I was no longer in the Army I was no longer someones NCO or Team leader I was no longer me or so I thought. I tried the meds for about a year. They didn’t help they gave me a horrible quality of life and put weight on me that I never had before in my life. I started looking for something to do with my time and I had a bright idea.. Eve Online! It was supposed to be hard core it was supposed to be something I could really put some time into. I started a new account chose the name J Mcclain (since I’m a big fan of die hard and yes I know it’s not spelled right lol ).

I tried out high sec for a month and it was boring for me so I looked around and found Gallente Faction Warfare. That’s where my real fun began , and little did I know that’s where my help began too. I began when Gal Mil started taking systems away from the Russians in Essence trying to sweep the war zone. I was in my cheaply fit frigate and jumped on the Gal Mil Team speak and hopped in the fleet that was fighting in the plexes. As that first weekend passed I starting talking with one of the guys leading the effort System shark  and come to find out he was a British Royal Army Veteran. I jumped corps to join him in his effort seeking that Veteran connection and someone who I could talk with. He was extremely positive and in the weeks to come we shared war stories and talked about Army life and all the things in between. It was great jumping point for me to be able to get into conversations with new people and feel like I belonged to something, I belonged in Gal mil. come to find out there were a whole mess of other veterans in there that I would come to know and share stories with. I got motivated by system shark to start going to the gym again I had stopped taking the pills that had made me feel terrible, I started to feel like I was me again.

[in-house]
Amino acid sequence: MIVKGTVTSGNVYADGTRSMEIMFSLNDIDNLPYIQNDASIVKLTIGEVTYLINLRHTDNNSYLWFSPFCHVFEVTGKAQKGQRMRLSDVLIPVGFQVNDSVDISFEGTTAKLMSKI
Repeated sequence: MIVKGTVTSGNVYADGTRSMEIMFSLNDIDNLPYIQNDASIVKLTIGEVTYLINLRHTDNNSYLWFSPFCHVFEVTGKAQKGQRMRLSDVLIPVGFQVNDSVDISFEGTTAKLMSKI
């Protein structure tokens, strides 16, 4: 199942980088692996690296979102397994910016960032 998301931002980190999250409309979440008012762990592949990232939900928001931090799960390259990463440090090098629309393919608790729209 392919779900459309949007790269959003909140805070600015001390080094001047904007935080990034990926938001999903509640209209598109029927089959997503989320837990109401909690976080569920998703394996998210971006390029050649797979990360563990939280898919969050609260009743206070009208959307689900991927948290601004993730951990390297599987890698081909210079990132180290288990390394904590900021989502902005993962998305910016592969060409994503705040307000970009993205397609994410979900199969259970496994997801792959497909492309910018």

It dawned on me that what I was missing that could make me feel whole again was a community , veterans I could talk things out with. It was during Eve Vegas that I had gotten the Idea to start “Best of Us” channel in game and I called upon Harrigan VonStudly who I had listened to on the Podside podcast and asked him to talk to FrFrm pukin who was the host of podside if he would help me out to get the ball rolling and the word out about a channel and community effort for us so we could have a place to talk to other vets and hopefully get some help out of the effort. p[ukin was an amazing help and supporter of the effort since he was a military veteran himself and had his own run in with mental health problems. I started making the rounds of Podside podcast , High Drag podcast , the Wiggles show, and the Open Comms show. I found a great and welcoming community here doing podcasts and have developed some friendships with many of the great guys who do it.